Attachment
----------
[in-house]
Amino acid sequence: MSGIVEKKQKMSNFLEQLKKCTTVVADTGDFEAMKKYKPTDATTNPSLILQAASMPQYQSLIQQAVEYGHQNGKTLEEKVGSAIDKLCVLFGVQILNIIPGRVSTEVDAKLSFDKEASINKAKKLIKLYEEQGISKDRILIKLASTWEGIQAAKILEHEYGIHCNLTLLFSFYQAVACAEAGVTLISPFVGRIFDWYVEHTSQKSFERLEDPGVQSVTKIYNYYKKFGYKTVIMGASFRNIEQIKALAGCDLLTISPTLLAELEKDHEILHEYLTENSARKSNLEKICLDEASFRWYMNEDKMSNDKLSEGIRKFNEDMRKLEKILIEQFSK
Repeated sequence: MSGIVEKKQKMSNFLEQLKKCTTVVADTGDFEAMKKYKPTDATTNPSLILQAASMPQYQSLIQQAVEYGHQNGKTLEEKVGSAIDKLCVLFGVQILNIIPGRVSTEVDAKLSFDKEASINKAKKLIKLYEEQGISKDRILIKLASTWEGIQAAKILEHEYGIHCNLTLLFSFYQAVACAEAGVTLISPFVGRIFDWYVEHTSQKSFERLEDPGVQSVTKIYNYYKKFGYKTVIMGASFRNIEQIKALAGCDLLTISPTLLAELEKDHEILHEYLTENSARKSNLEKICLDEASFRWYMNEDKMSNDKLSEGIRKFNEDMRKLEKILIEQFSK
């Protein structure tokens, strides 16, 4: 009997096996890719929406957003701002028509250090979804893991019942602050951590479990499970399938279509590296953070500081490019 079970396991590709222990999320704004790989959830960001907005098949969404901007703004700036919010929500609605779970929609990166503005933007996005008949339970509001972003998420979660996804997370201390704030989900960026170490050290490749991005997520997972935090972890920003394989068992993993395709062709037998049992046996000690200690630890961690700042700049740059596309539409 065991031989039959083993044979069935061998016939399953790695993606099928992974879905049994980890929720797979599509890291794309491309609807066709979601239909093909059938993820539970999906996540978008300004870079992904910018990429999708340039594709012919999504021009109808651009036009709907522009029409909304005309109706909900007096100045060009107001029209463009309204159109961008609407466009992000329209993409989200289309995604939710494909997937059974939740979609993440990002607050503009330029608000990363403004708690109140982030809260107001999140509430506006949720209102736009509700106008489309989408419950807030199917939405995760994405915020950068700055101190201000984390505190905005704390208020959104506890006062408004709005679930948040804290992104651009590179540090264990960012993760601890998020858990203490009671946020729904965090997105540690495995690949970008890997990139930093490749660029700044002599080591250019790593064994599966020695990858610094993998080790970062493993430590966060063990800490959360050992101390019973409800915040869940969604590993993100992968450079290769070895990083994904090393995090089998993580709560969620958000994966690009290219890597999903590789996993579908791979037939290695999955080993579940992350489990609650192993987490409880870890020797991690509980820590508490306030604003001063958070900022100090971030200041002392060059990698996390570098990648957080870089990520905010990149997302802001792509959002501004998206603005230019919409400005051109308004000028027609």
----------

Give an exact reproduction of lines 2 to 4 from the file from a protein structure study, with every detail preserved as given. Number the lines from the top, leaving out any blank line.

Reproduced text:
Amino acid sequence: MSGIVEKKQKMSNFLEQLKKCTTVVADTGDFEAMKKYKPTDATTNPSLILQAASMPQYQSLIQQAVEYGHQNGKTLEEKVGSAIDKLCVLFGVQILNIIPGRVSTEVDAKLSFDKEASINKAKKLIKLYEEQGISKDRILIKLASTWEGIQAAKILEHEYGIHCNLTLLFSFYQAVACAEAGVTLISPFVGRIFDWYVEHTSQKSFERLEDPGVQSVTKIYNYYKKFGYKTVIMGASFRNIEQIKALAGCDLLTISPTLLAELEKDHEILHEYLTENSARKSNLEKICLDEASFRWYMNEDKMSNDKLSEGIRKFNEDMRKLEKILIEQFSK
Repeated sequence: MSGIVEKKQKMSNFLEQLKKCTTVVADTGDFEAMKKYKPTDATTNPSLILQAASMPQYQSLIQQAVEYGHQNGKTLEEKVGSAIDKLCVLFGVQILNIIPGRVSTEVDAKLSFDKEASINKAKKLIKLYEEQGISKDRILIKLASTWEGIQAAKILEHEYGIHCNLTLLFSFYQAVACAEAGVTLISPFVGRIFDWYVEHTSQKSFERLEDPGVQSVTKIYNYYKKFGYKTVIMGASFRNIEQIKALAGCDLLTISPTLLAELEKDHEILHEYLTENSARKSNLEKICLDEASFRWYMNEDKMSNDKLSEGIRKFNEDMRKLEKILIEQFSK
């Protein structure tokens, strides 16, 4: 009997096996890719929406957003701002028509250090979804893991019942602050951590479990499970399938279509590296953070500081490019 079970396991590709222990999320704004790989959830960001907005098949969404901007703004700036919010929500609605779970929609990166503005933007996005008949339970509001972003998420979660996804997370201390704030989900960026170490050290490749991005997520997972935090972890920003394989068992993993395709062709037998049992046996000690200690630890961690700042700049740059596309539409 065991031989039959083993044979069935061998016939399953790695993606099928992974879905049994980890929720797979599509890291794309491309609807066709979601239909093909059938993820539970999906996540978008300004870079992904910018990429999708340039594709012919999504021009109808651009036009709907522009029409909304005309109706909900007096100045060009107001029209463009309204159109961008609407466009992000329209993409989200289309995604939710494909997937059974939740979609993440990002607050503009330029608000990363403004708690109140982030809260107001999140509430506006949720209102736009509700106008489309989408419950807030199917939405995760994405915020950068700055101190201000984390505190905005704390208020959104506890006062408004709005679930948040804290992104651009590179540090264990960012993760601890998020858990203490009671946020729904965090997105540690495995690949970008890997990139930093490749660029700044002599080591250019790593064994599966020695990858610094993998080790970062493993430590966060063990800490959360050992101390019973409800915040869940969604590993993100992968450079290769070895990083994904090393995090089998993580709560969620958000994966690009290219890597999903590789996993579908791979037939290695999955080993579940992350489990609650192993987490409880870890020797991690509980820590508490306030604003001063958070900022100090971030200041002392060059990698996390570098990648957080870089990520905010990149997302802001792509959002501004998206603005230019919409400005051109308004000028027609």